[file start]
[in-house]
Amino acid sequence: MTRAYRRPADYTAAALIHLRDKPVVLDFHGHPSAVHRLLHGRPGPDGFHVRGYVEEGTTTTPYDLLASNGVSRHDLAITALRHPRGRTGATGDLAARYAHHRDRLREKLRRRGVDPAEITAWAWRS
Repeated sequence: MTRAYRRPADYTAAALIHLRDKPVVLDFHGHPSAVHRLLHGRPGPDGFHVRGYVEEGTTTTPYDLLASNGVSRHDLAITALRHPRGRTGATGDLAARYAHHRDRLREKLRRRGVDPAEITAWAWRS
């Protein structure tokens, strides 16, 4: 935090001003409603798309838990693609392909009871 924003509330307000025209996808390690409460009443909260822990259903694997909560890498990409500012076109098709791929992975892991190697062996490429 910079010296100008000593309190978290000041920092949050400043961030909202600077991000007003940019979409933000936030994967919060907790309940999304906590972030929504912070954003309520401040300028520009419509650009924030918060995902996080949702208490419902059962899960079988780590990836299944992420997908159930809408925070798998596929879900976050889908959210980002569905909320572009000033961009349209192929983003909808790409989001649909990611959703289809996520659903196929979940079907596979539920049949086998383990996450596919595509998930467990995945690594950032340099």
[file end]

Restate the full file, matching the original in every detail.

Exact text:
[in-house]
Amino acid sequence: MTRAYRRPADYTAAALIHLRDKPVVLDFHGHPSAVHRLLHGRPGPDGFHVRGYVEEGTTTTPYDLLASNGVSRHDLAITALRHPRGRTGATGDLAARYAHHRDRLREKLRRRGVDPAEITAWAWRS
Repeated sequence: MTRAYRRPADYTAAALIHLRDKPVVLDFHGHPSAVHRLLHGRPGPDGFHVRGYVEEGTTTTPYDLLASNGVSRHDLAITALRHPRGRTGATGDLAARYAHHRDRLREKLRRRGVDPAEITAWAWRS
């Protein structure tokens, strides 16, 4: 935090001003409603798309838990693609392909009871 924003509330307000025209996808390690409460009443909260822990259903694997909560890498990409500012076109098709791929992975892991190697062996490429 910079010296100008000593309190978290000041920092949050400043961030909202600077991000007003940019979409933000936030994967919060907790309940999304906590972030929504912070954003309520401040300028520009419509650009924030918060995902996080949702208490419902059962899960079988780590990836299944992420997908159930809408925070798998596929879900976050889908959210980002569905909320572009000033961009349209192929983003909808790409989001649909990611959703289809996520659903196929979940079907596979539920049949086998383990996450596919595509998930467990995945690594950032340099």